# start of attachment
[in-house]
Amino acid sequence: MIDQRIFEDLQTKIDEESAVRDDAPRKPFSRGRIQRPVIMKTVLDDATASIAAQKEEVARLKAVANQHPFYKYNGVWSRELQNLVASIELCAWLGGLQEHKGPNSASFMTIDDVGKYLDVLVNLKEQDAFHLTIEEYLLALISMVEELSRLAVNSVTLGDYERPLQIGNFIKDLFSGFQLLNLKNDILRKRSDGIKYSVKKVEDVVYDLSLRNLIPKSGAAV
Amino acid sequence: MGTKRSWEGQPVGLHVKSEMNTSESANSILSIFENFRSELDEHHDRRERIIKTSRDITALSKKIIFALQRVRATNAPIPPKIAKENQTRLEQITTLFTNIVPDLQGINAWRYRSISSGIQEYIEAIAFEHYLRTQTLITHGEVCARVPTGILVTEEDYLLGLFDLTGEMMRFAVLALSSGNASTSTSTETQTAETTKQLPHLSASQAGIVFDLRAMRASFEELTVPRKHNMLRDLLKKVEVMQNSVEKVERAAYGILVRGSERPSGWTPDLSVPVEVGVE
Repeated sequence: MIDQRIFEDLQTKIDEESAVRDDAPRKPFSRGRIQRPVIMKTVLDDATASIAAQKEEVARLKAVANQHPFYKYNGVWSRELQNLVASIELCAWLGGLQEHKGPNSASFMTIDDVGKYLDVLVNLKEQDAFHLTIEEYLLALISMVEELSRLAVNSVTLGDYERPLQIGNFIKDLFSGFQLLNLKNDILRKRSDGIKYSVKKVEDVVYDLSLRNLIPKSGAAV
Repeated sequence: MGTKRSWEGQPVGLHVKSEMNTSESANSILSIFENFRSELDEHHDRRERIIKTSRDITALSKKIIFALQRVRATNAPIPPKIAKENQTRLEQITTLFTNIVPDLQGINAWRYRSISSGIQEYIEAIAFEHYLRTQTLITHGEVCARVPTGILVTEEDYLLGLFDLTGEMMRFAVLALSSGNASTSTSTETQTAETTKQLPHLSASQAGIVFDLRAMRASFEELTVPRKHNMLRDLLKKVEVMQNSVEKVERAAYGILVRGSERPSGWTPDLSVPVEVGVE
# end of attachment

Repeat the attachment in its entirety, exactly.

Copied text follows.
[in-house]
Amino acid sequence: MIDQRIFEDLQTKIDEESAVRDDAPRKPFSRGRIQRPVIMKTVLDDATASIAAQKEEVARLKAVANQHPFYKYNGVWSRELQNLVASIELCAWLGGLQEHKGPNSASFMTIDDVGKYLDVLVNLKEQDAFHLTIEEYLLALISMVEELSRLAVNSVTLGDYERPLQIGNFIKDLFSGFQLLNLKNDILRKRSDGIKYSVKKVEDVVYDLSLRNLIPKSGAAV
Amino acid sequence: MGTKRSWEGQPVGLHVKSEMNTSESANSILSIFENFRSELDEHHDRRERIIKTSRDITALSKKIIFALQRVRATNAPIPPKIAKENQTRLEQITTLFTNIVPDLQGINAWRYRSISSGIQEYIEAIAFEHYLRTQTLITHGEVCARVPTGILVTEEDYLLGLFDLTGEMMRFAVLALSSGNASTSTSTETQTAETTKQLPHLSASQAGIVFDLRAMRASFEELTVPRKHNMLRDLLKKVEVMQNSVEKVERAAYGILVRGSERPSGWTPDLSVPVEVGVE
Repeated sequence: MIDQRIFEDLQTKIDEESAVRDDAPRKPFSRGRIQRPVIMKTVLDDATASIAAQKEEVARLKAVANQHPFYKYNGVWSRELQNLVASIELCAWLGGLQEHKGPNSASFMTIDDVGKYLDVLVNLKEQDAFHLTIEEYLLALISMVEELSRLAVNSVTLGDYERPLQIGNFIKDLFSGFQLLNLKNDILRKRSDGIKYSVKKVEDVVYDLSLRNLIPKSGAAV
Repeated sequence: MGTKRSWEGQPVGLHVKSEMNTSESANSILSIFENFRSELDEHHDRRERIIKTSRDITALSKKIIFALQRVRATNAPIPPKIAKENQTRLEQITTLFTNIVPDLQGINAWRYRSISSGIQEYIEAIAFEHYLRTQTLITHGEVCARVPTGILVTEEDYLLGLFDLTGEMMRFAVLALSSGNASTSTSTETQTAETTKQLPHLSASQAGIVFDLRAMRASFEELTVPRKHNMLRDLLKKVEVMQNSVEKVERAAYGILVRGSERPSGWTPDLSVPVEVGVE